Will you be the lucky lady to receive this record-breaking superb white flawless heart-shaped gem? For now, Graff plans to showcase it around a number of countries before setting it as a jewel.

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Henry Sapiecha

Pear-shaped 15.38ct pink diamond sells for $42.8 million at Sotheby’s Auction house

pink-diamond weighed in at 15.38 carats image www.worldwidediamonds.info (3)

“The Unique Pink”, the largest Fancy Vivid Pink pear shaped diamond ever offered at an auction.

Geneva:  A rare pear-shaped vivid pink diamond fetched 30.8 million Swiss francs ($42.8 million) at auction on Tuesday, Sotheby’s said, but several other large stones failed to reach the reserve prices set by the sellers.

The “Unique Pink”, weighing 15.38 carats and mounted on a ring, sold to an Asian private collector bidding by telephone, the auction house said.

It was the star lot at the saleroom’s semi-annual auction in Geneva, with a pre-sale estimate of $38 million to $51 million.

pink-diamond weighed in at 15.38 carats image www.worldwidediamonds.info (2)

The diamond weighed in at 15.38 carats.

“The Unique Pink set a new world record for a fancy vivid pink diamond … It’s the highest price ever paid for a fancy vivid pink diamond,” David Bennett, worldwide chairman of Sotheby’s international jewellery division, told reporters.
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The “Sweet Josephine”, a fancy vivid pink diamond weighing 16.08 carats, held the previous record since selling for $38.9 million at rival Christie’s in November, and still retains the price per carat record in the category.

Overall, the Sotheby’s sale netted $238 million, “setting a new world record for any jewellery auction”, Sotheby’s said in a statement. It eclipsed $218 million set a year ago.

pink-diamond weighed in at 15.38 carats image www.worldwidediamonds.info

The rare diamond set a new world record. Photo: Kirsty Wigglesworth

In all, 83.2 per cent of the 488 lots on offer found new owners, but “The Emperor Ruby” was among those stranded, with a bid of 3.6 million francs ($5 million).

“There were a few stones that were disappointing but overall the sale was a huge success,” Bennett said.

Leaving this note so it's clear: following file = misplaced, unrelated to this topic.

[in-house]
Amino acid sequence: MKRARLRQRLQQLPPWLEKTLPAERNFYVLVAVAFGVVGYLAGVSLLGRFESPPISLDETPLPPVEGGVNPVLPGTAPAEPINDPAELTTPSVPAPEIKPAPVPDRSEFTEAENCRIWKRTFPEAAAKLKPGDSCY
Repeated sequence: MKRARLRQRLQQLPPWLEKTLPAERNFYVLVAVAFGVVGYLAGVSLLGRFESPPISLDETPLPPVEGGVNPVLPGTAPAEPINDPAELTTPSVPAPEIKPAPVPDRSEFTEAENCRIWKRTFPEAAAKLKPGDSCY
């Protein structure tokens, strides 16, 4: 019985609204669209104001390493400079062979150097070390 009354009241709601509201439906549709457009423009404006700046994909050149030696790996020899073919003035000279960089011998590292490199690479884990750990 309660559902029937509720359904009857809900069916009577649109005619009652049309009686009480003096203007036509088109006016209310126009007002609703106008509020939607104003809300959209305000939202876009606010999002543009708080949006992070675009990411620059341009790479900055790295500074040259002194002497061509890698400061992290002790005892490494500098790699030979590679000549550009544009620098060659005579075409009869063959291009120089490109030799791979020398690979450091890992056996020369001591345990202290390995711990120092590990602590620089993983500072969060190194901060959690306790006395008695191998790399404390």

A British collection of 29 jewels by French jeweller Cartier sold for $4.6 million, doubling its low estimate, he said.

A “new world record” was set for a jewel by the late Paris-based jeweller Alexandre Reza – a fancy intense blue diamond brooch surrounded with diamonds sold for $18.3 million, he said.

“We’ve made a great effort to put together a sale that we thought was suitable for this particular market which is strong for the right things,” Bennett said. “It seems to have paid off.”

Ehud Arye Laniado, chairman of New York-based Cora International LLC, which cut, polished and sold the pink diamond, told Reuters in the showroom: “It was the time to sell. It is quite a strong price.

“We think slowly the market is grouping together with people who do believe in strong prices for fancy coloured diamonds. It is a good sign because we see people who do believe in the resale value of those stones, like art,” he added. “The trend will move to white diamonds.”

Reuters

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Henry Sapiecha

This is the 68-carat diamond Lucapa just found at its Lulo mine in Angola Africa

this-is-the-68-carat-diamond-lucapa-just-found-at-its-lulo-mine-in-angola image www.worldwidediamonds.info

Australia-based Lucapa Diamond (ASX:LOM) has recovered another major rock from trial mining at E46 alluvial terraces — a new area at its Lulo mine, in Angola.

The 68.1-carat gem-quality diamond is one of eight “significant” rocks found at the site, located about 10 km upstream from the alluvial Mining Block 8 and 6, from which Lucapa has been mining diamonds since the firm began commercial operations in January last year.

lucapa-diamond-at-lulo image www.worldwidediamonds.info

(Image courtesy of Lucapa Diamond)